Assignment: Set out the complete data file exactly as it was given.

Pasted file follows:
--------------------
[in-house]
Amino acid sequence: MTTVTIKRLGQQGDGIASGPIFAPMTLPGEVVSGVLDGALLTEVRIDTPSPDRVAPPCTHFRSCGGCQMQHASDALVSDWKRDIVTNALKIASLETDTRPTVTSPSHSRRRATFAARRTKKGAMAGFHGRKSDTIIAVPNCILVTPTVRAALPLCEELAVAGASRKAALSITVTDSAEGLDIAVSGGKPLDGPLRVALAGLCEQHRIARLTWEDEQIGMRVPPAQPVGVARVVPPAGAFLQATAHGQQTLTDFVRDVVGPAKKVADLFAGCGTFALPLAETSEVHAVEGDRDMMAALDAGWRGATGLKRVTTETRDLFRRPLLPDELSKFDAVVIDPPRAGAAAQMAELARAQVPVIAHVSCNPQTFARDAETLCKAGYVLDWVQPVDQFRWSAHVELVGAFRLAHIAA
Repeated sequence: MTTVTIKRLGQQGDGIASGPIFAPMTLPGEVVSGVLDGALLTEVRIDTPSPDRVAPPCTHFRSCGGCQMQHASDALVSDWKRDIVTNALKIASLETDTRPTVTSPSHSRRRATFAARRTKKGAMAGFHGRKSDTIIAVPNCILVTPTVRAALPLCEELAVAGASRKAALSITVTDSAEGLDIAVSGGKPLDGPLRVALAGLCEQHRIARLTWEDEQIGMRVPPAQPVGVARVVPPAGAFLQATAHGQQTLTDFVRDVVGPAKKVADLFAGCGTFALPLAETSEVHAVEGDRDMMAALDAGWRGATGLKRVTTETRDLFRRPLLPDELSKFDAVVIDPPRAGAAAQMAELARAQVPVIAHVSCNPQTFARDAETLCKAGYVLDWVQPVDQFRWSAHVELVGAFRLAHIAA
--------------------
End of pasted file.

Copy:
[in-house]
Amino acid sequence: MTTVTIKRLGQQGDGIASGPIFAPMTLPGEVVSGVLDGALLTEVRIDTPSPDRVAPPCTHFRSCGGCQMQHASDALVSDWKRDIVTNALKIASLETDTRPTVTSPSHSRRRATFAARRTKKGAMAGFHGRKSDTIIAVPNCILVTPTVRAALPLCEELAVAGASRKAALSITVTDSAEGLDIAVSGGKPLDGPLRVALAGLCEQHRIARLTWEDEQIGMRVPPAQPVGVARVVPPAGAFLQATAHGQQTLTDFVRDVVGPAKKVADLFAGCGTFALPLAETSEVHAVEGDRDMMAALDAGWRGATGLKRVTTETRDLFRRPLLPDELSKFDAVVIDPPRAGAAAQMAELARAQVPVIAHVSCNPQTFARDAETLCKAGYVLDWVQPVDQFRWSAHVELVGAFRLAHIAA
Repeated sequence: MTTVTIKRLGQQGDGIASGPIFAPMTLPGEVVSGVLDGALLTEVRIDTPSPDRVAPPCTHFRSCGGCQMQHASDALVSDWKRDIVTNALKIASLETDTRPTVTSPSHSRRRATFAARRTKKGAMAGFHGRKSDTIIAVPNCILVTPTVRAALPLCEELAVAGASRKAALSITVTDSAEGLDIAVSGGKPLDGPLRVALAGLCEQHRIARLTWEDEQIGMRVPPAQPVGVARVVPPAGAFLQATAHGQQTLTDFVRDVVGPAKKVADLFAGCGTFALPLAETSEVHAVEGDRDMMAALDAGWRGATGLKRVTTETRDLFRRPLLPDELSKFDAVVIDPPRAGAAAQMAELARAQVPVIAHVSCNPQTFARDAETLCKAGYVLDWVQPVDQFRWSAHVELVGAFRLAHIAA